High blood pressure is a common and dangerous condition. Having high blood pressure means the pressure of the blood in your blood vessels is higher than it should be. But you can take steps to control your blood pressure and lower your risk of heart disease and stroke.About 1 of 3 U.S. adults—or about 75 million people—have high blood pressure.1 Only about half (54%) of these people have their high blood pressure under control.1 Many youth are also being diagnosed with high blood pressure.2 This common condition increases the risk for heart disease and stroke, two of the leading causes of death for Americans.3 Get more quick facts about high blood pressure, or learn more about high blood pressure in the United States.
High blood pressure is called the “silent killer” because it often has no warning signs or symptoms, and many people do not know they have it. That’s why it is important to check your blood pressure regularly.
High Blood Pressure During Childhood and Adolescence
Using the recent 2017 American Academy of Pediatrics Clinical Practice Guideline, a new CDC study shows that many more youth are now considered to have hypertension. High blood pressure during childhood and adolescence is linked to health problems later in life. The good news is that it is controllable and treatable. Learn what parents can do.
DHDSP Recognizes Stroke Survivors
In observance of National Stroke Awareness Month this May, the Division for Heart Disease and Stroke Prevention (DHDSP) is spotlighting stroke survivors and the importance of stroke awareness. Visit our new Survivor Stories webpage to learn more about stroke and how it can happen to anyone, even fitness enthusiasts and new moms.
Best Practices Guide for Cardiovascular Disease Prevention
Current strategies for controlling cardiovascular disease (CVD) risk factors, such as high blood pressure and high cholesterol, are not widely used as standard practice. CDC developed this guide to provide health professionals with evidence-based strategies for effective and sustainable CVD prevention, including health and economic impact and potential for reducing health disparities.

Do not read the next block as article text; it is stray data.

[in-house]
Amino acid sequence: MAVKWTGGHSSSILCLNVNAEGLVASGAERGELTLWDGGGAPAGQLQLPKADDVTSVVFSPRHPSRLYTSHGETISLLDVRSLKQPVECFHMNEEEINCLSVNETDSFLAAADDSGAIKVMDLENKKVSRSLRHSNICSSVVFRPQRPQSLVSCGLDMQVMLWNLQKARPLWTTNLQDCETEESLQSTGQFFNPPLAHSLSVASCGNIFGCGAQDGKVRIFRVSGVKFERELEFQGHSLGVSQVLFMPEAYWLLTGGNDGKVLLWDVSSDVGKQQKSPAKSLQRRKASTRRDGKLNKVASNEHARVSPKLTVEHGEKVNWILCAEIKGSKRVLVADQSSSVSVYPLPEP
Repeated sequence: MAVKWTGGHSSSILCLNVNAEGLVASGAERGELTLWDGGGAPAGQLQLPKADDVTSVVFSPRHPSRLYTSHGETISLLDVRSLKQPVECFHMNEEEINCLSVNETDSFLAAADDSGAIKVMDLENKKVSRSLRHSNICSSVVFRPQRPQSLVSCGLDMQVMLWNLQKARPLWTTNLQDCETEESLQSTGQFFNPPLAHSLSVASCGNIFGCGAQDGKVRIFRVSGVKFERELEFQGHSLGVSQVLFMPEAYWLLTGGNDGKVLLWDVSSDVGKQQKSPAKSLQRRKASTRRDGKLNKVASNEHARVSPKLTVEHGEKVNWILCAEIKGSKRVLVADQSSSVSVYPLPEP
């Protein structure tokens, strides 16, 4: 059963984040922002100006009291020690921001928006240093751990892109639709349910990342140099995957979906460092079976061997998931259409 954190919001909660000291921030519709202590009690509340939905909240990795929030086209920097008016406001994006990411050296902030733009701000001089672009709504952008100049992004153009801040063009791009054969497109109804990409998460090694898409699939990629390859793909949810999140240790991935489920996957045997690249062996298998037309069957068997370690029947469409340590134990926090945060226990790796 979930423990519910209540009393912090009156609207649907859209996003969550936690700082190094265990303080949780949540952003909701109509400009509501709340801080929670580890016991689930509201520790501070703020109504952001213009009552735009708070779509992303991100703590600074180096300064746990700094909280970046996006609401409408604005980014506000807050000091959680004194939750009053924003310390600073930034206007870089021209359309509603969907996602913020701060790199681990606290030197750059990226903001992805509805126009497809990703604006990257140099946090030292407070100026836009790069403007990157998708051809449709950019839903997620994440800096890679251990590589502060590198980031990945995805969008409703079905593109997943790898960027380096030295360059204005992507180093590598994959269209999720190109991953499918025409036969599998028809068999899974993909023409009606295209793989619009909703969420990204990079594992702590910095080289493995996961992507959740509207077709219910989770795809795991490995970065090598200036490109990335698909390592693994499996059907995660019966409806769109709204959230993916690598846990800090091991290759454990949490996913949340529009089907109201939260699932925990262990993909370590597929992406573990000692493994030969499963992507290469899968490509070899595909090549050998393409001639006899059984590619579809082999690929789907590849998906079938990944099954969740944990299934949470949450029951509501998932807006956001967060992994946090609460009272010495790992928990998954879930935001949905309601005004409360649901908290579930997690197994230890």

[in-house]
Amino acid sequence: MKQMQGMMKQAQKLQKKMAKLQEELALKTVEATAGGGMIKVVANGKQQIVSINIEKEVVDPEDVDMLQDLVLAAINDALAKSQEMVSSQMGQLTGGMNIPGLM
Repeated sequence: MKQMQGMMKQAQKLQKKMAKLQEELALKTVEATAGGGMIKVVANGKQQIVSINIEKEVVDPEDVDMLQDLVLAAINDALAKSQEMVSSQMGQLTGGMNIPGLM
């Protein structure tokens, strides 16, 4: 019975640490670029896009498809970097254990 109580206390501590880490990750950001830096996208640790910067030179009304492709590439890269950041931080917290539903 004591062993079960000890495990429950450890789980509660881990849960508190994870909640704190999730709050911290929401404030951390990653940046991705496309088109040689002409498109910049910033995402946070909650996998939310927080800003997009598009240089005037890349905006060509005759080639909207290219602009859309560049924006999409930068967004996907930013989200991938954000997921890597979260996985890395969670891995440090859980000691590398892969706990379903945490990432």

2017 Hypertension Clinical Practice Guidelines Released
The “2017 ACC/AHA/AAPA/ABC/ACPM/AGS/APhA/ASH/ASPC/NMA/PCNA Guideline for the Prevention, Detection, Evaluation, and Management of High Blood Pressure in Adults: A Report of the American College of Cardiology/American Heart Association Task Force on Clinical Practice Guidelines” was released on Monday, November 13, 2017.
Video: Tips for Taking Blood Pressure Medicines As Directed
High blood pressure (hypertension) is one of the leading causes of heart disease, stroke, kidney disease, and death in the United States. One major cause of poor blood pressure control is not taking medications at the right time and in the right amount. Learn the steps you can take to help you or your loved ones.
Million Hearts® Action Guide: Self-Measured Blood Pressure Monitoring [PDF-1M]
Clinicians, public health practitioners, health care systems, and individuals can improve blood pressure control and health outcomes for patients with high blood pressure. Self-measured blood pressuring monitoring is one strategy to reach those objectives.
- Merai R, Siegel C, Rakotz M, Basch P, Wright J, Wong B; DHSc., Thorpe P. CDC Grand Rounds: A Public Health Approach to Detect and Control Hypertension. MMWR Morb Mortal Wkly Rep. 2016 Nov 18;65(45):1261-1264.
- Jackson SL, Zhang Z, Wiltz JL, et al. Hypertension Among Youths — United States, 2001–2016. MMWR Morb Mortal Wkly Rep 2018;67:758–762.
- Yoon SS, Fryar CD, Carroll MD. Hypertension Prevalence and Control Among Adults: United States, 2011-2014. NCHS data brief, no 220. Hyattsville, MD: National Center for Health Statistics; 2015.
- Page last reviewed: July 18, 2018
- Page last updated: July 18, 2018
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